Searching for negative commentary for Wonder Woman was akin to finding a needle in a haystack. Patty Jenkins' 2017 blockbuster delivered for story, tone, effects and essentially the entire package as the title salvaged a troubled franchise. The general consensus was seemingly settled - Wonder Woman as a victory for all involved.
Enter James Cameron. With the Canadian speaking with The Guardian ahead of the 3D release of his 1991 classic feature Terminator 2: Judgement Day, Cameron offered his thoughts on a picture that thrust gender politics back into the spotlight.
JC: Sarah Connor Is Something To Wonder At
The filmmaker clearly took umbrage at the accolades thrown the way of Jenkins, DC and Warner Brothers. For his money, his Terminator protagonist Sarah Connor championed the female cause in 1984 and 1991 respectively better than Wonder Woman did.
"All of the self-congratulatory back-patting Hollywood's been doing over Wonder Woman has been so misguided," he argued. "She's an objectified icon, and it's just male Hollywood doing the same old thing! I'm not saying I didn't like the movie but, to me, it's a step backwards. Sarah Connor was not a beauty icon. She was strong, she was troubled, she was a terrible mother, and she earned the respect of the audience through pure grit. And to me, (the benefit of characters like Sarah) is so obvious. I mean, half the audience is female!"
Jenkins would have her right of reply on social media, arguing that Wonder Woman is more than entitled to cast an attractive lead that boasts all of those values at the same time. A concept that might have gone beyond Cameron's comprehension. Read her response here:
— Patty Jenkins (@PattyJenks) August 25, 2017
Cameron Admits He Gets a Little Too Close To His Subjects
Cameron's history away from the lens become another topic of discussion for the website, seeing the filmmaker go on to have 5 marriages that included Academy Award winning director Kathryn Bigelow and his Terminator star Linda Hamilton. Cameron saw a common link between his past and present partners, but believes he has found the right spouse.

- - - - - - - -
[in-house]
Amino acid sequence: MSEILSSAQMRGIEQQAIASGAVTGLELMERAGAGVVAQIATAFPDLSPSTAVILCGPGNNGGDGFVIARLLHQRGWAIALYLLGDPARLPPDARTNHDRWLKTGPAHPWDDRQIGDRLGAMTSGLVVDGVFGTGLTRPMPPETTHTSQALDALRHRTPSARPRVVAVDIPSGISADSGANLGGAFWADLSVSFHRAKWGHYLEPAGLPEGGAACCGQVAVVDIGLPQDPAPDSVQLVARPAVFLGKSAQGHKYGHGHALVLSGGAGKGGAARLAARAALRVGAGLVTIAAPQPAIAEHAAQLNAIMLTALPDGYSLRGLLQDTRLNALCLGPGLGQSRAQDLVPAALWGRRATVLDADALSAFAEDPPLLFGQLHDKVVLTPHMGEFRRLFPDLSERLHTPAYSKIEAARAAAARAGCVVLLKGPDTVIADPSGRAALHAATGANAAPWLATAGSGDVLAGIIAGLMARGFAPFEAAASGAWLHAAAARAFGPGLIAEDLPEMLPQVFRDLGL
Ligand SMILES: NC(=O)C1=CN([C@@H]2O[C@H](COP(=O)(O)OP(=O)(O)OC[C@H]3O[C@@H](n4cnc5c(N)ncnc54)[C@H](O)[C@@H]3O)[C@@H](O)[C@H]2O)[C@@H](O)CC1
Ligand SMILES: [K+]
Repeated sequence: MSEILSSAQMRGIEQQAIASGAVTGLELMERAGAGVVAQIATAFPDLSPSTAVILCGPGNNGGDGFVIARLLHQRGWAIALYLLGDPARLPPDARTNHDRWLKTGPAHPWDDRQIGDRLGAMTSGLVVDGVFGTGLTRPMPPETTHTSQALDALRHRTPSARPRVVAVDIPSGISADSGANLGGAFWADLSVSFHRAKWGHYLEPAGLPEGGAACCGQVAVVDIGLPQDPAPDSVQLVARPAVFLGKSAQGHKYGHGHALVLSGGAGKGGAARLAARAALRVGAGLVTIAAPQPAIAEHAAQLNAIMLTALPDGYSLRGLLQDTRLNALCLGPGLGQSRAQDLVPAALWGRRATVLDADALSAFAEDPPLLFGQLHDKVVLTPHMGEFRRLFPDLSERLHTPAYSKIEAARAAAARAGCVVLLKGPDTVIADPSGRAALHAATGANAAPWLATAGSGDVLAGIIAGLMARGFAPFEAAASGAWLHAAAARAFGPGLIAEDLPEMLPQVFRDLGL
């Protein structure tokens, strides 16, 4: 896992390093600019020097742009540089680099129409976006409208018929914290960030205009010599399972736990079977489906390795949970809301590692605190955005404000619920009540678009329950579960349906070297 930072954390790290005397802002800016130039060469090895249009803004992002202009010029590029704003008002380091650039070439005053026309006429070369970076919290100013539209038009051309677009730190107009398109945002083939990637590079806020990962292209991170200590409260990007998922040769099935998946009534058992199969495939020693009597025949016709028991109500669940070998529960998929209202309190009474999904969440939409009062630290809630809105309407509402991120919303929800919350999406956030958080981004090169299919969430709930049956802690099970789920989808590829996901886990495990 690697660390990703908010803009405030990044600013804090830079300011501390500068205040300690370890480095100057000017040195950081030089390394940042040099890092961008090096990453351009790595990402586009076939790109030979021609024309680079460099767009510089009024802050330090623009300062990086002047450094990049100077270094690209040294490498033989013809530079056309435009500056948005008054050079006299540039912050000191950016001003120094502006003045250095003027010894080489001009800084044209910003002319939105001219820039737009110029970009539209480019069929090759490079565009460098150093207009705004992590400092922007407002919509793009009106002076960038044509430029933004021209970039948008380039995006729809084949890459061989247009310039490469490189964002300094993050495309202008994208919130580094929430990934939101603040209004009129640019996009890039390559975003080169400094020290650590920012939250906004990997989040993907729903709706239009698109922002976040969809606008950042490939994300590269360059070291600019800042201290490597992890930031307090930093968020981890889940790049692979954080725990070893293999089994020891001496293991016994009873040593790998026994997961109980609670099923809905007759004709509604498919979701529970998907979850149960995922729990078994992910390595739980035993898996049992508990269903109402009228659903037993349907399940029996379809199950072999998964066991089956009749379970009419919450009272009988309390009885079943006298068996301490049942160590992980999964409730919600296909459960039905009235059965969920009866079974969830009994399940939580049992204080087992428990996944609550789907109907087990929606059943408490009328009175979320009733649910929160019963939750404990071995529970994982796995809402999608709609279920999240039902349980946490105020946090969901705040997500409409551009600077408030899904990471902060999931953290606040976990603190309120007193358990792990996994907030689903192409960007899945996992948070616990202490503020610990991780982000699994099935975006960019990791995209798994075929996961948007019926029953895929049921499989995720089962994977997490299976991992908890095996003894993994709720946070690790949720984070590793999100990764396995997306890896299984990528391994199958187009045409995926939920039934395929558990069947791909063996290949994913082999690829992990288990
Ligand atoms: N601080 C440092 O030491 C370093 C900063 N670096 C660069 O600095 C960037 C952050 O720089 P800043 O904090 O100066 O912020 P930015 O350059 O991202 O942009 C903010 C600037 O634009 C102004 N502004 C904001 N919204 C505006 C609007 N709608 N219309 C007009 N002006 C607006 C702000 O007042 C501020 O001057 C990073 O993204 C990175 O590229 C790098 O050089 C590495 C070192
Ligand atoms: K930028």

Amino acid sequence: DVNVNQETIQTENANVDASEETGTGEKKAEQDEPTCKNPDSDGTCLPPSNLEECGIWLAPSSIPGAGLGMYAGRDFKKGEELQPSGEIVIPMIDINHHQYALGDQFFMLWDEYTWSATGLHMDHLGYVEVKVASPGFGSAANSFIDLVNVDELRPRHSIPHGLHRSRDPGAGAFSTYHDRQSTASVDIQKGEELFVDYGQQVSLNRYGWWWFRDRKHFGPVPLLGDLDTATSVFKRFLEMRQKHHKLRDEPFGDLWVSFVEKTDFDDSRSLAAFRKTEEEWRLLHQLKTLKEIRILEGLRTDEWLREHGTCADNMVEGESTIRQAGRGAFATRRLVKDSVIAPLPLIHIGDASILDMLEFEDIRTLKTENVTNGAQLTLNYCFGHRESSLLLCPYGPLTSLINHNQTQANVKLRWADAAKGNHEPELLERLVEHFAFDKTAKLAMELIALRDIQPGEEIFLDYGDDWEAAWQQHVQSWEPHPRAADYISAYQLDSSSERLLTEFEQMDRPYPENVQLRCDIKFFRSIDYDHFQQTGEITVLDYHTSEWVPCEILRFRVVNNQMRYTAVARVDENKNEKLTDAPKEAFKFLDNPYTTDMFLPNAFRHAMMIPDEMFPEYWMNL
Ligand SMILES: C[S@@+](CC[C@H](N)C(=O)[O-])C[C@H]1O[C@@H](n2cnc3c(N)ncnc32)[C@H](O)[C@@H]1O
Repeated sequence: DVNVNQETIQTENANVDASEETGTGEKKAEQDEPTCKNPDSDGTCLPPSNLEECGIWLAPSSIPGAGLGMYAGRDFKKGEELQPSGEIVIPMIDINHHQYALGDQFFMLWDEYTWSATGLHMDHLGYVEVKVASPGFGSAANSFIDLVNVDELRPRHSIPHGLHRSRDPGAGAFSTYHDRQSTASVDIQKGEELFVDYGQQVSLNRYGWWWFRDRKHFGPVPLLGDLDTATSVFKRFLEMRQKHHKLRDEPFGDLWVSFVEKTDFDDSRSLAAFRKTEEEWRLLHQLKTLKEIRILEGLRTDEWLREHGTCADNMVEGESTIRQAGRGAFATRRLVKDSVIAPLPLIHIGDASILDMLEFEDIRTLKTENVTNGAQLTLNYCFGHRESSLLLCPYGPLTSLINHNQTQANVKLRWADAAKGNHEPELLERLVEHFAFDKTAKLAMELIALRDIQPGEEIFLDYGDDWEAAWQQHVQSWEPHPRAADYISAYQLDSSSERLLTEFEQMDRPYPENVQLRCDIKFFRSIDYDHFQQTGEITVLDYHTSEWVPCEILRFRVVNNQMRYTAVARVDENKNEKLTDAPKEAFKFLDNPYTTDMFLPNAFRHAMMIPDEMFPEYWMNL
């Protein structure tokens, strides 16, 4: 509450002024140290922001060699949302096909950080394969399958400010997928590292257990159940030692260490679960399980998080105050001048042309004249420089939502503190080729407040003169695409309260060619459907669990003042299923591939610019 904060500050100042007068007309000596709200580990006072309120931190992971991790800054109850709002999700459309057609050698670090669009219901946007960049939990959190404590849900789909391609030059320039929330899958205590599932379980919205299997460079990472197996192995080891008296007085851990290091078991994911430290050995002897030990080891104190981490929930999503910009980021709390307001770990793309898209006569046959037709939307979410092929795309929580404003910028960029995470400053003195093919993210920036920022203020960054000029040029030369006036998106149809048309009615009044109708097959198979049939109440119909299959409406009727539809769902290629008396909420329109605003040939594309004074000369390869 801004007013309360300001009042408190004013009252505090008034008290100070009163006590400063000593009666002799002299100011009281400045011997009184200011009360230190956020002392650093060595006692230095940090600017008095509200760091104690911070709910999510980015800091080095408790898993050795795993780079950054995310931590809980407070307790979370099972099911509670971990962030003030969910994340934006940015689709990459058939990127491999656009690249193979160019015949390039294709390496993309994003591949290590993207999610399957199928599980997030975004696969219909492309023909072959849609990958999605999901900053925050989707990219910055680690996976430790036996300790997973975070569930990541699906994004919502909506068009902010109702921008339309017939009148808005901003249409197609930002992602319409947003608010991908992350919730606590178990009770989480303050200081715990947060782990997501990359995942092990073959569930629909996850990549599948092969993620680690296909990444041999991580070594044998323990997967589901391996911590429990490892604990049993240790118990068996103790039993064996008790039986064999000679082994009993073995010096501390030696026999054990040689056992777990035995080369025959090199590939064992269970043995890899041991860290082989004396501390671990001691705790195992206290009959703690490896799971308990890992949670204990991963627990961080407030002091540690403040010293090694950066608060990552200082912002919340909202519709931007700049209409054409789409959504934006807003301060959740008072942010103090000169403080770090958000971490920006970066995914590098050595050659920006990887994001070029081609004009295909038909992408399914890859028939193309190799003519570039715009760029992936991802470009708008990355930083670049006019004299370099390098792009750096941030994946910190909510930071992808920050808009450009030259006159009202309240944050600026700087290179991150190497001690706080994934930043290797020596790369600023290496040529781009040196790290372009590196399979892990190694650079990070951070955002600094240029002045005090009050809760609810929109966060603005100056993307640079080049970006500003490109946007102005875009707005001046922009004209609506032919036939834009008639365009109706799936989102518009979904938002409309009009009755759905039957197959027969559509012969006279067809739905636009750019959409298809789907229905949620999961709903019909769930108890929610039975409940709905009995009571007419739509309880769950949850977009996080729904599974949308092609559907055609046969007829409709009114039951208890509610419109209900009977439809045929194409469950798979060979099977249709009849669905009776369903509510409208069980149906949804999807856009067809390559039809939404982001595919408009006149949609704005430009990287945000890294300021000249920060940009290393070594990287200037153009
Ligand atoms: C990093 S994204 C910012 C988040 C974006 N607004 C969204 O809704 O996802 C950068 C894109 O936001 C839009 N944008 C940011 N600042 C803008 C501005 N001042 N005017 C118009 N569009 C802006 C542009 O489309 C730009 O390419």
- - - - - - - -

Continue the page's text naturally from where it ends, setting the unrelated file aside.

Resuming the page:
"Being attracted to strong independent women has the downside that they're strong independent women, they inherently don't need you! Fortunately, I'm married now to a strong independent woman who does believe she needs me."
There were strong rumors circulating at the time that he and Hamilton were romantically involved during the production of Terminator 2. While they would not tie the knot until 1997, Cameron refuted the notion they were together during that period.
"Oh no, obviously not," he replied. "We got involved right after, but, you know, (dating an actor during filming) is a rule I will never break, well, I'm happily married now and it's going to be for the rest of my life. But that's a rule you can't break as a director. As a matter of fact, Suzy (Amis) and I, we were very attracted to each other when we first met (on Titanic), but we, we... I think about 10 seconds after we were done filming, well, you know..."
Source: The Guardian